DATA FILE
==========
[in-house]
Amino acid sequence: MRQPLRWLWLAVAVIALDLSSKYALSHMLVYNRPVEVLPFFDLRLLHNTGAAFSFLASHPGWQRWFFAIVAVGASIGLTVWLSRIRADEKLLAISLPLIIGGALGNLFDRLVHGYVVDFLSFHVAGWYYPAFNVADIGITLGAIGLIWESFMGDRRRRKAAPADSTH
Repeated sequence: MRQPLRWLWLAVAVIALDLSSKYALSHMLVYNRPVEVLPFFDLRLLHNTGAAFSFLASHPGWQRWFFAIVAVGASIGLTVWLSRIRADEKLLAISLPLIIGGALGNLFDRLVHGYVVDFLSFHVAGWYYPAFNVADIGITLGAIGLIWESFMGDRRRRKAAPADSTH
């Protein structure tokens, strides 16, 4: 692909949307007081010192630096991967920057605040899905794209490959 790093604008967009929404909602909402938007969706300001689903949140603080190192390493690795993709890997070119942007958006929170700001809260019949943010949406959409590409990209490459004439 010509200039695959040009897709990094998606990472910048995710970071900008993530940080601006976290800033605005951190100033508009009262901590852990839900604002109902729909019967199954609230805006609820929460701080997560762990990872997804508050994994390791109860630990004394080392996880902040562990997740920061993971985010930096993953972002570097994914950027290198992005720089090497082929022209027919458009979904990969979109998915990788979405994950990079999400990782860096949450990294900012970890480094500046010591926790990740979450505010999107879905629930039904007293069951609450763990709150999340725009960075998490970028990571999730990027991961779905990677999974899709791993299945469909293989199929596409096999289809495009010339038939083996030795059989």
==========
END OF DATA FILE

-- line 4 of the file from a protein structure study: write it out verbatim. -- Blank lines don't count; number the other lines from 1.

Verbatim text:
């Protein structure tokens, strides 16, 4: 692909949307007081010192630096991967920057605040899905794209490959 790093604008967009929404909602909402938007969706300001689903949140603080190192390493690795993709890997070119942007958006929170700001809260019949943010949406959409590409990209490459004439 010509200039695959040009897709990094998606990472910048995710970071900008993530940080601006976290800033605005951190100033508009009262901590852990839900604002109902729909019967199954609230805006609820929460701080997560762990990872997804508050994994390791109860630990004394080392996880902040562990997740920061993971985010930096993953972002570097994914950027290198992005720089090497082929022209027919458009979904990969979109998915990788979405994950990079999400990782860096949450990294900012970890480094500046010591926790990740979450505010999107879905629930039904007293069951609450763990709150999340725009960075998490970028990571999730990027991961779905990677999974899709791993299945469909293989199929596409096999289809495009010339038939083996030795059989």